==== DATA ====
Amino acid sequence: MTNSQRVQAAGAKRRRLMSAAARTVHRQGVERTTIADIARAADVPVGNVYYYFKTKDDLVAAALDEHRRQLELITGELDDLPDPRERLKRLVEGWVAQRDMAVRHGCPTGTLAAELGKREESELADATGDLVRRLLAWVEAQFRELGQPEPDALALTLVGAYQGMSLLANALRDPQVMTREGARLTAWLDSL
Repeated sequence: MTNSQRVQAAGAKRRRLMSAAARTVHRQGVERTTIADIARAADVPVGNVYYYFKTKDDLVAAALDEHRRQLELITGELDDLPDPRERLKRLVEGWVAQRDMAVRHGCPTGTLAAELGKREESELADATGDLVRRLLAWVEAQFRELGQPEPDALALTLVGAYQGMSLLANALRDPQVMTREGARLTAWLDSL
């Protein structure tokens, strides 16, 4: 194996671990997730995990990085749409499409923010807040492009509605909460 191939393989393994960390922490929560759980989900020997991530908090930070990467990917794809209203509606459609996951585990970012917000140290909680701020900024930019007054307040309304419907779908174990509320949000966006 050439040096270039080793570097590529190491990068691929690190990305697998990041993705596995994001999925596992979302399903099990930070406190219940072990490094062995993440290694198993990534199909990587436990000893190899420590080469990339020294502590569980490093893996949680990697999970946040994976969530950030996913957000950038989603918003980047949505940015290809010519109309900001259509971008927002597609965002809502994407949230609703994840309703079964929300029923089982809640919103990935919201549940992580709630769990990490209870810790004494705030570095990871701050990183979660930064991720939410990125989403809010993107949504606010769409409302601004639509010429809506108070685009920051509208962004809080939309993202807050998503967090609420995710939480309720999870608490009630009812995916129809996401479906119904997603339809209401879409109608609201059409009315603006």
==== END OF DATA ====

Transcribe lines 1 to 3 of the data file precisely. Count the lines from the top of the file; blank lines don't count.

Amino acid sequence: MTNSQRVQAAGAKRRRLMSAAARTVHRQGVERTTIADIARAADVPVGNVYYYFKTKDDLVAAALDEHRRQLELITGELDDLPDPRERLKRLVEGWVAQRDMAVRHGCPTGTLAAELGKREESELADATGDLVRRLLAWVEAQFRELGQPEPDALALTLVGAYQGMSLLANALRDPQVMTREGARLTAWLDSL
Repeated sequence: MTNSQRVQAAGAKRRRLMSAAARTVHRQGVERTTIADIARAADVPVGNVYYYFKTKDDLVAAALDEHRRQLELITGELDDLPDPRERLKRLVEGWVAQRDMAVRHGCPTGTLAAELGKREESELADATGDLVRRLLAWVEAQFRELGQPEPDALALTLVGAYQGMSLLANALRDPQVMTREGARLTAWLDSL
């Protein structure tokens, strides 16, 4: 194996671990997730995990990085749409499409923010807040492009509605909460 191939393989393994960390922490929560759980989900020997991530908090930070990467990917794809209203509606459609996951585990970012917000140290909680701020900024930019007054307040309304419907779908174990509320949000966006 050439040096270039080793570097590529190491990068691929690190990305697998990041993705596995994001999925596992979302399903099990930070406190219940072990490094062995993440290694198993990534199909990587436990000893190899420590080469990339020294502590569980490093893996949680990697999970946040994976969530950030996913957000950038989603918003980047949505940015290809010519109309900001259509971008927002597609965002809502994407949230609703994840309703079964929300029923089982809640919103990935919201549940992580709630769990990490209870810790004494705030570095990871701050990183979660930064991720939410990125989403809010993107949504606010769409409302601004639509010429809506108070685009920051509208962004809080939309993202807050998503967090609420995710939480309720999870608490009630009812995916129809996401479906119904997603339809209401879409109608609201059409009315603006």